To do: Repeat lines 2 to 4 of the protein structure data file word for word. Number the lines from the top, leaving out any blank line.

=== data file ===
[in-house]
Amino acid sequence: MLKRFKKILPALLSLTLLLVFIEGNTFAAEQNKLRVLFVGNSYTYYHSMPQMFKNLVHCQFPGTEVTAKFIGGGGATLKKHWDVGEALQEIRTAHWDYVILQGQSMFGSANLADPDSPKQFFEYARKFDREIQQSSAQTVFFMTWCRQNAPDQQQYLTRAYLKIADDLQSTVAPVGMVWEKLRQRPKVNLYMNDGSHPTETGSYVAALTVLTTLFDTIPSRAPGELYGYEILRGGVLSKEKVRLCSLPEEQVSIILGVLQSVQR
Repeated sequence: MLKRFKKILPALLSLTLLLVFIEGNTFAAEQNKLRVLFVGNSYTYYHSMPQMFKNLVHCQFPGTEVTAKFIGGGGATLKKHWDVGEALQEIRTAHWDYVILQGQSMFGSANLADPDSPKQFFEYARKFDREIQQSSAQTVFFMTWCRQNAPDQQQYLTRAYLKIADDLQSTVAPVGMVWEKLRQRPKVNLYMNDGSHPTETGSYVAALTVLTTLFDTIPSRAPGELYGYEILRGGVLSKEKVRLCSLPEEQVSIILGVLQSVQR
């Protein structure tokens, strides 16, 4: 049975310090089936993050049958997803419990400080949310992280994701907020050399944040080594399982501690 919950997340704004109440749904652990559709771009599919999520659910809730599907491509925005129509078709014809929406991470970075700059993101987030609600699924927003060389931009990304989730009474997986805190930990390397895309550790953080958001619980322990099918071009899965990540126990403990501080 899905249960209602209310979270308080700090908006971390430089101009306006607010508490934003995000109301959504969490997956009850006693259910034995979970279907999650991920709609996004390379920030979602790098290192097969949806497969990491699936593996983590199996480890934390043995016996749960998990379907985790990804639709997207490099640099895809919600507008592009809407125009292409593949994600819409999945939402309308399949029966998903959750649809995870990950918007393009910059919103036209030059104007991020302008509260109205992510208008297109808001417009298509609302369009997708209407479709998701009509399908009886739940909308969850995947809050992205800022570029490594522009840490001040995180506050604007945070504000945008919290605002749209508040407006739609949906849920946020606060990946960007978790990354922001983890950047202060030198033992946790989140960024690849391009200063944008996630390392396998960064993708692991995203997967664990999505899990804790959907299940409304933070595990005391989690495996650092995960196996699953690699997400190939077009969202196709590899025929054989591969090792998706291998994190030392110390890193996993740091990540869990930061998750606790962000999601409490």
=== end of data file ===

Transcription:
Amino acid sequence: MLKRFKKILPALLSLTLLLVFIEGNTFAAEQNKLRVLFVGNSYTYYHSMPQMFKNLVHCQFPGTEVTAKFIGGGGATLKKHWDVGEALQEIRTAHWDYVILQGQSMFGSANLADPDSPKQFFEYARKFDREIQQSSAQTVFFMTWCRQNAPDQQQYLTRAYLKIADDLQSTVAPVGMVWEKLRQRPKVNLYMNDGSHPTETGSYVAALTVLTTLFDTIPSRAPGELYGYEILRGGVLSKEKVRLCSLPEEQVSIILGVLQSVQR
Repeated sequence: MLKRFKKILPALLSLTLLLVFIEGNTFAAEQNKLRVLFVGNSYTYYHSMPQMFKNLVHCQFPGTEVTAKFIGGGGATLKKHWDVGEALQEIRTAHWDYVILQGQSMFGSANLADPDSPKQFFEYARKFDREIQQSSAQTVFFMTWCRQNAPDQQQYLTRAYLKIADDLQSTVAPVGMVWEKLRQRPKVNLYMNDGSHPTETGSYVAALTVLTTLFDTIPSRAPGELYGYEILRGGVLSKEKVRLCSLPEEQVSIILGVLQSVQR
């Protein structure tokens, strides 16, 4: 049975310090089936993050049958997803419990400080949310992280994701907020050399944040080594399982501690 919950997340704004109440749904652990559709771009599919999520659910809730599907491509925005129509078709014809929406991470970075700059993101987030609600699924927003060389931009990304989730009474997986805190930990390397895309550790953080958001619980322990099918071009899965990540126990403990501080 899905249960209602209310979270308080700090908006971390430089101009306006607010508490934003995000109301959504969490997956009850006693259910034995979970279907999650991920709609996004390379920030979602790098290192097969949806497969990491699936593996983590199996480890934390043995016996749960998990379907985790990804639709997207490099640099895809919600507008592009809407125009292409593949994600819409999945939402309308399949029966998903959750649809995870990950918007393009910059919103036209030059104007991020302008509260109205992510208008297109808001417009298509609302369009997708209407479709998701009509399908009886739940909308969850995947809050992205800022570029490594522009840490001040995180506050604007945070504000945008919290605002749209508040407006739609949906849920946020606060990946960007978790990354922001983890950047202060030198033992946790989140960024690849391009200063944008996630390392396998960064993708692991995203997967664990999505899990804790959907299940409304933070595990005391989690495996650092995960196996699953690699997400190939077009969202196709590899025929054989591969090792998706291998994190030392110390890193996993740091990540869990930061998750606790962000999601409490």